Republicans have no choice but to keep the rug under Obamacare’s newly insured

Democrat rhetoric over the past few days would have us believe that the “Republican plan to replace Obamacare” is “nonexistent,” as a New York Times op-ed by Nicholas Kristof declares.

The Republicans have no shortage of plans, but their real dilemma is that Obamacare added some 20 million previously uninsured Americans to the insurance rolls, and the Republicans have no choice but to allocate the funds to maintain coverage for those newly insured.

The Chicago Tribune emphasizes the importance of continuing coverage for the newly insured:

If millions of Americans lose coverage, whether by GOP inaction or action, guess who takes the blame?

And Vice President-Elect Mike Pence has acknowledged that “the Trump administration doesn't want – or plan to have any coverage disruptions for the 20 million Americans insured.”

If the price of eliminating the Obamacare regulatory structure is paying for the newly insured, the Republicans should take the deal.

But covering the cost of maintaining that coverage does not mean following the Democrat definition of “replacement.”

As David Harsanyi, writing at The Federalist, says:

Now, if by “plan,” Kristof is using the contemporary Left’s definition, meaning a[n] expensive, constricting federal regulatory scheme that forces Americans to participate through a series of mandates, then one hopes Republicans never have a “plan.”

What really needs to be replaced?

Mandates and penalties, exchanges and taxes, boards and directives, and all the other strictures contained in the law and its regulatory offspring?

No.  As Mr. Harsanyi observes:

The comprehensiveness and rigidity of Obamacare are things to avoid. So replacement plans can be passed piecemeal.

The real replacement issue for Republicans is to “not pull the rug out from under people currently benefiting from the plan,” as the Washington Post says, which translates to covering the cost of insuring the 20-odd million people added to insurance rolls by the Affordable Care Act.

That cost would include the exchange subsidies and the Medicaid expansion, along with pre-existing conditions.

The Kaiser Family Foundation (KFF) estimates “that 9.4 million Americans” will receive a total of $32.8 billion in exchange subsidies for  2016.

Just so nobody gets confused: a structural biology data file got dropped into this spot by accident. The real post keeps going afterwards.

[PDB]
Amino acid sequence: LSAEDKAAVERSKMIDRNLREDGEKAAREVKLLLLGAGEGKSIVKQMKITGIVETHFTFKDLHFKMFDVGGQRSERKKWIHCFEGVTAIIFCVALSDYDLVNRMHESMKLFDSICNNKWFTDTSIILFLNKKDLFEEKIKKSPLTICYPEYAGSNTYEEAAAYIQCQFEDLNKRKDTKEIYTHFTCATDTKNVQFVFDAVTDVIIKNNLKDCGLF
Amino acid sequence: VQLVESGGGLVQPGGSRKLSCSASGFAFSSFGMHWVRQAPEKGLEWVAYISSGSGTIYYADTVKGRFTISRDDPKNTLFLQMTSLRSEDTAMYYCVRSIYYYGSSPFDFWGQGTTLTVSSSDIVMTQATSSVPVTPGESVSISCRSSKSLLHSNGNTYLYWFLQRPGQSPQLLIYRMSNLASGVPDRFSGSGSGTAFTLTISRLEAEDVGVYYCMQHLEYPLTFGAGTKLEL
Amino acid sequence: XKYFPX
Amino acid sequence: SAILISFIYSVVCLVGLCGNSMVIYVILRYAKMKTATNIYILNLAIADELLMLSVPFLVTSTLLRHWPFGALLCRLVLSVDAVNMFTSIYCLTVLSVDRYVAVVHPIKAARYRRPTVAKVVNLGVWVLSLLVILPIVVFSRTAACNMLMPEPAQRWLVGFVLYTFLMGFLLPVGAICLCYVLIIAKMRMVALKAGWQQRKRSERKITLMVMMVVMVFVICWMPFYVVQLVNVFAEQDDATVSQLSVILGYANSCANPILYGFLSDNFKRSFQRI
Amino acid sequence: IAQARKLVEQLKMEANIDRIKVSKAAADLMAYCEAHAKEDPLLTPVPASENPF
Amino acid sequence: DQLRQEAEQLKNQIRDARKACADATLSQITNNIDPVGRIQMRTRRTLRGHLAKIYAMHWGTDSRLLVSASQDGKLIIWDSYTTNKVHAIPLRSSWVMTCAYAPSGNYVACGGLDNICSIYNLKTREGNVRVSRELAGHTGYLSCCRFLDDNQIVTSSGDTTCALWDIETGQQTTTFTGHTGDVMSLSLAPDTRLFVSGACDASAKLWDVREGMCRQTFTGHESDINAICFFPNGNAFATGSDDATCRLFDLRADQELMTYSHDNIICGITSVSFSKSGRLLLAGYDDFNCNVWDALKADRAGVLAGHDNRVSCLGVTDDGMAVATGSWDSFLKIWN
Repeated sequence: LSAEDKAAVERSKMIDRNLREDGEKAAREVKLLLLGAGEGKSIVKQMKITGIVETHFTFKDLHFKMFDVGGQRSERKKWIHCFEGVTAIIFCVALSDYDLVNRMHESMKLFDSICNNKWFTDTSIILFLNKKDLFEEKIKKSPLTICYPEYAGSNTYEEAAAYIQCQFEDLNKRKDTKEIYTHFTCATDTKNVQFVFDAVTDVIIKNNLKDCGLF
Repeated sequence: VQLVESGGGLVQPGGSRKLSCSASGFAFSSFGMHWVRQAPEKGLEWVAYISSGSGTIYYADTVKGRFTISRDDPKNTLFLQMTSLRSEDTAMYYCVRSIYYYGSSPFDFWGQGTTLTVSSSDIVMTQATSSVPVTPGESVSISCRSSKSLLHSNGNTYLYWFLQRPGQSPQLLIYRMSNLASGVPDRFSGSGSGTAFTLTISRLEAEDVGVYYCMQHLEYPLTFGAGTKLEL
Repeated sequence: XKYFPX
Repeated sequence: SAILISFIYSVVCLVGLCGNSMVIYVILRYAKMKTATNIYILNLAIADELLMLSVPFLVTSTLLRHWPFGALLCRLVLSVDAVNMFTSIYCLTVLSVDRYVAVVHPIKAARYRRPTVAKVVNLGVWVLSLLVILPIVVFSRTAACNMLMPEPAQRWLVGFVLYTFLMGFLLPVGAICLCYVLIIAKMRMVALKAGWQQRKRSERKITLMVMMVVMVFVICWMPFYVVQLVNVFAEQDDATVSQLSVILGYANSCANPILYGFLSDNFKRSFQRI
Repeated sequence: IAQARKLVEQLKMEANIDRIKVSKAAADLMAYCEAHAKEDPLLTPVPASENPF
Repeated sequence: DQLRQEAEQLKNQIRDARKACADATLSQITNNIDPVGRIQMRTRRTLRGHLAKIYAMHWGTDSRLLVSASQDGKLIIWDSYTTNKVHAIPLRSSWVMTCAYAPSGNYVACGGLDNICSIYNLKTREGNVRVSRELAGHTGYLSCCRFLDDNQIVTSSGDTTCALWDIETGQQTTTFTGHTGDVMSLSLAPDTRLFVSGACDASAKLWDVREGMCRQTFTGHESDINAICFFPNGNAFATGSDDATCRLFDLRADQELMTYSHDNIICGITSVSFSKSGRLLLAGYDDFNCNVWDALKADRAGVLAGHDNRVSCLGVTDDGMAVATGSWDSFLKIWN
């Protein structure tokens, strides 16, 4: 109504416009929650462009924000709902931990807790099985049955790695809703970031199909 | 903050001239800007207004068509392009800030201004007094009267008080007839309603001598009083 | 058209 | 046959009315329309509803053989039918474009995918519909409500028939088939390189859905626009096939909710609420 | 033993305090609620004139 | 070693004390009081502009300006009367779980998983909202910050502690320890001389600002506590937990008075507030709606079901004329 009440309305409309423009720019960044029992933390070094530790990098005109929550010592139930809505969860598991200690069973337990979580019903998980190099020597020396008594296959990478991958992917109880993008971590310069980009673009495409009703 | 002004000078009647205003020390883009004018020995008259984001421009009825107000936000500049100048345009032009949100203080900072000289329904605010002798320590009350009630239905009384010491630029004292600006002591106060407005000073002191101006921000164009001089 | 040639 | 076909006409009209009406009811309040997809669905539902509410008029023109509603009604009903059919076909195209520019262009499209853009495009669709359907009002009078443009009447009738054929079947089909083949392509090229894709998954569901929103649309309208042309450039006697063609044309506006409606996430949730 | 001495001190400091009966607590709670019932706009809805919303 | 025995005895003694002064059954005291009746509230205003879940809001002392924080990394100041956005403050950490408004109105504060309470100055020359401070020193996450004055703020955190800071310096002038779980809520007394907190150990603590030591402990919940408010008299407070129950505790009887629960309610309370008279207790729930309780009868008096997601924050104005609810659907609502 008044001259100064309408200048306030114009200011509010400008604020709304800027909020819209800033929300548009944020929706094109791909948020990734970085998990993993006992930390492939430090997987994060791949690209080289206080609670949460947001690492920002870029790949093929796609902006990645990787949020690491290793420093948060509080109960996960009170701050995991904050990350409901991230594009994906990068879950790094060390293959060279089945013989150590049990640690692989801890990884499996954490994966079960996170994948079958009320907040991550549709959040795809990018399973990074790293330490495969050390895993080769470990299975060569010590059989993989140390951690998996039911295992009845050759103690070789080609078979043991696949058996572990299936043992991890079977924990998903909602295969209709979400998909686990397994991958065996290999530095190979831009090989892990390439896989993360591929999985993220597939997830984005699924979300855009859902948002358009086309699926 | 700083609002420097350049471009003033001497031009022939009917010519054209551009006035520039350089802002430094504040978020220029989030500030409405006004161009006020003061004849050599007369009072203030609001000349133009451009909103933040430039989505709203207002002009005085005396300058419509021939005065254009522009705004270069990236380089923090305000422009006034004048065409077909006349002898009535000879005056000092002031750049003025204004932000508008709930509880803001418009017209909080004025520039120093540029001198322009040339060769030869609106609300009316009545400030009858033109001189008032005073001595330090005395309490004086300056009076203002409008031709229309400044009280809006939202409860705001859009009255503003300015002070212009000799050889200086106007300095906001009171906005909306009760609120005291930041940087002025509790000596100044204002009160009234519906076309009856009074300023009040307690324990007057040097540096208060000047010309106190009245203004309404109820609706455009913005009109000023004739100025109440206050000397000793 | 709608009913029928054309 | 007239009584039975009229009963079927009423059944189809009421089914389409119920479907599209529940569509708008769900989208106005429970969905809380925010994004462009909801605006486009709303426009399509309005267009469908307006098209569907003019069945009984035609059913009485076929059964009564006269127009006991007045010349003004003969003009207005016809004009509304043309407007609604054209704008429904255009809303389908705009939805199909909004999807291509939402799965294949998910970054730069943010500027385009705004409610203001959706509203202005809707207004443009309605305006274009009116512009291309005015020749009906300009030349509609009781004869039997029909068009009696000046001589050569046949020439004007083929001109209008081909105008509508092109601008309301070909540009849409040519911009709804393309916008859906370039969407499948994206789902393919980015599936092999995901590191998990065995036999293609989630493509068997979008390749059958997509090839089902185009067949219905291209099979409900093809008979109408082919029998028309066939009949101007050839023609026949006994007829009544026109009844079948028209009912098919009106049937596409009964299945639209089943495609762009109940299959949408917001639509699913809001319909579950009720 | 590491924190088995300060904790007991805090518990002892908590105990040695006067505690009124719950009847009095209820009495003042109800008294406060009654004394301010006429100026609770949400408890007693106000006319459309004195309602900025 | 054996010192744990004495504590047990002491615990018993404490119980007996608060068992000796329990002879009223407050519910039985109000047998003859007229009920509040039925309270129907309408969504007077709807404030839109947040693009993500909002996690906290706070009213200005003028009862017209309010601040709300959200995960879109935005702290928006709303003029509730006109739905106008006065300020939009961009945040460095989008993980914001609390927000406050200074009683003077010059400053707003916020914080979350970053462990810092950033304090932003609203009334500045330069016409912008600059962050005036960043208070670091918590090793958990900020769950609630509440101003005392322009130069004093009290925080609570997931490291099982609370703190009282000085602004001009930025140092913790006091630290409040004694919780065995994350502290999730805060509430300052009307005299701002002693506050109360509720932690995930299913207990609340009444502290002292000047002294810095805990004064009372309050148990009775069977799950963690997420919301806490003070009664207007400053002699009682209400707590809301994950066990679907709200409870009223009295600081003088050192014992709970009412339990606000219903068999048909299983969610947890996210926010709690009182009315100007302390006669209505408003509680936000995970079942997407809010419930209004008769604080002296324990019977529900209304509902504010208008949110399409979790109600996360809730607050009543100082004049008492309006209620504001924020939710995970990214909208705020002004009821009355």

KFF also estimates that Obamacare added 11 million “newly eligible” adults to the Medicaid rolls, with an 18-month cost of $84 billion, or an annual cost of $60 billion in very round numbers for the 31 states that have opted for the Medicaid expansion. 

Finally, Republicans look to high-risk pools to deal with pre-existing conditions, which Betsy McCaughey estimates would cost $16 billion annually.

Adding up all of that, the cost to address the concerns of not pulling the rug out from the newly insured would appear to be somewhere north of $120 billion annually. 

That cost currently is funded by the Obamacare tax increases.  Grover Norquist estimates that repeal of Obamacare’s “nearly 20 taxes” would “save taxpayers more than one trillion dollars over the next decade.”  This is in the ballpark of the cost for the formerly uninsured.

Hence the dilemma for Republicans, as Robert Reich, writing at Real Clear Politics, sums up:

Revoking the tax increases in Obamacare – a key part of the repeal – would make it impossible to finance these subsidies.

Regardless of the smoke-and-mirrors budgeting used to pass Obamacare, Republicans have no choice but to designate the funds required to cover the newly insured.  How they do that is the unanswered question.  But doing so might even help them pick up the votes of red-state Democrat senators up for re-election in 2018, thereby creating bipartisan support for the new Republican plan. 

As Mr. Harsanyi at The Federalist observes, paying for the newly insured would be a tradeoff for dropping the Obamacare regulatory structure:

I’m not sure how they plan to pay for it without a mandate, … but if the tradeoff is deregulation of Obamacare’s most intrusive components, it would be worthwhile in the long run.

The Republicans need to repeal the law and provide funding to keep the rug under the newly insured, potentially attracting bipartisan support for deregulation of Obamacare.